“The only thing worse than a long flight is a long flight with kids, so don’t ever come unprepared,” says frequent contributor, Andrea Guthmann, mom of three. “I load up my daughter’s backpack with boredom busters. We start the flight with stuff that’s good for you… books, crayons, playing cards. Then we break into the goldfish crackers or other snacks. Finally, when I’m really in need of a distraction, I start pulling out the electronics. We have an iPad loaded with kids’ games. It does the trick every time. Just make sure it’s fully charged!”
Related: Surviving the Airport with Kids
6. Don’t compromise on a hotel location just to save.
On our most recent trip to Orlando, I did a pretty good job following my “Not To” rules, with the exception of No. 3, “Failing to Consider Traffic When Selecting a Rental Location,” which turned out to be a BIG mistake,” says Jackie Perrin. “Lesson learned: if you’re going to Disney and traveling at a peak time, it really pays to stay onsite or else within walking distance (or at a lodging which offers a traffic-free commute). Although I thought we knew all the traffic ‘shortcuts’ in town, it’s hard to completely avoid bumper-to-bumper traffic during the holidays. In this case, had I jumped straight to Rule No. 9, “Not Taking Advantage of Local Knowledge” (which I unfortunately also failed to follow), and consulted my local sources about holiday traffic in relation to our lodging, I would have known that we were in for a waiting game and adjusted our plans accordingly.”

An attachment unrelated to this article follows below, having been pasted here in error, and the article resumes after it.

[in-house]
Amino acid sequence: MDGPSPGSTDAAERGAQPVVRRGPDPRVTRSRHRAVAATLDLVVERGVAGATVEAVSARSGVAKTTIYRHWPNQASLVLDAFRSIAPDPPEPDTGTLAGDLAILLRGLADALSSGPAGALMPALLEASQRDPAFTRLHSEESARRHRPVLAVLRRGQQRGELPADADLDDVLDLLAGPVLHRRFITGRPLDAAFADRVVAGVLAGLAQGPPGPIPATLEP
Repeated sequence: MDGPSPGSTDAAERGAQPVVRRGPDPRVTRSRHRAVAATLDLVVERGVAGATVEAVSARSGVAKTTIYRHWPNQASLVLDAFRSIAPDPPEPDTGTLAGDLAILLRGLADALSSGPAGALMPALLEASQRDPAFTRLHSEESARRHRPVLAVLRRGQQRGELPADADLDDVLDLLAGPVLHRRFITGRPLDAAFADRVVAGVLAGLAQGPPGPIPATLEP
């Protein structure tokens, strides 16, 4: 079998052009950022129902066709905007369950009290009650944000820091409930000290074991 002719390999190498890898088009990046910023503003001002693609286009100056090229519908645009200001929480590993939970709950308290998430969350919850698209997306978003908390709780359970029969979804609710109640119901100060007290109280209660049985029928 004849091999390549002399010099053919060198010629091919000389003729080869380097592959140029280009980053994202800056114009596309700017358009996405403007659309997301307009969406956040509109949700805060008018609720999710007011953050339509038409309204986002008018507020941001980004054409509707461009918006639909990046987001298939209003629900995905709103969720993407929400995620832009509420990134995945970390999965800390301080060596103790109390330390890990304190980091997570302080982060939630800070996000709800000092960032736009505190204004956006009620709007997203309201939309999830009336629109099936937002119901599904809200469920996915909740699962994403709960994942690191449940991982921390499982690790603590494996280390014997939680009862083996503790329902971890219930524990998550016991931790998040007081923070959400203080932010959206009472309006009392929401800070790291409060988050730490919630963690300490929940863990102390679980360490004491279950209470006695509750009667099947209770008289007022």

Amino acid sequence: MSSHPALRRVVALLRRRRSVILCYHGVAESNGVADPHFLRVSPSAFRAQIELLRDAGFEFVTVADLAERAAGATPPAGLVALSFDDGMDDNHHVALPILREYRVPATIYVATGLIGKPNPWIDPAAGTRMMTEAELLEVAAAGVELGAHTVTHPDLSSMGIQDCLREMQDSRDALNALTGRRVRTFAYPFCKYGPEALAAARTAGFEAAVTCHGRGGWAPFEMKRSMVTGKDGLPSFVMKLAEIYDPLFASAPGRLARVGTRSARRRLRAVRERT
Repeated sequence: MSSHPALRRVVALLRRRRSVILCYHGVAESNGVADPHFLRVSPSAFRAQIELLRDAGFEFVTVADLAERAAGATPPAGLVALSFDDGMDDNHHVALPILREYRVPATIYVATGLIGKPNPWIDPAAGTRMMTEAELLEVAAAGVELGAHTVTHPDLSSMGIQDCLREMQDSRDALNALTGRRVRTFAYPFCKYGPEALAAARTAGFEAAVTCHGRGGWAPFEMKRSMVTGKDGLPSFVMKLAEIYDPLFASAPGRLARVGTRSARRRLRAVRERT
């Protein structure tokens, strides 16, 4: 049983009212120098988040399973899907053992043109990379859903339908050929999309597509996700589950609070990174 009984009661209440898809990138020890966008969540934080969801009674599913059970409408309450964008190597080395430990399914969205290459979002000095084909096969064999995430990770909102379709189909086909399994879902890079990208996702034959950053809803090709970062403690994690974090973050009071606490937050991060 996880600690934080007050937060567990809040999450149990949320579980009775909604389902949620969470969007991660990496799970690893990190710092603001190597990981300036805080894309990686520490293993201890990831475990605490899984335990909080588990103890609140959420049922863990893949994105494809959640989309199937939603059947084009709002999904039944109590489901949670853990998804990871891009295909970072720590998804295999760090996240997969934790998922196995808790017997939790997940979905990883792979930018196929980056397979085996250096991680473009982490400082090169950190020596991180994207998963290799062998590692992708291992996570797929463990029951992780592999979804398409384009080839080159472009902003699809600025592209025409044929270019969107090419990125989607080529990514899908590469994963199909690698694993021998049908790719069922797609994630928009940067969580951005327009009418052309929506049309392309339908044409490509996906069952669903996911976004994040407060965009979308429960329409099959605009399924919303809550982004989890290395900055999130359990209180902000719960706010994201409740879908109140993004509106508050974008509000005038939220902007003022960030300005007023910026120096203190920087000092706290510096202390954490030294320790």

7. Don’t be afraid to leave.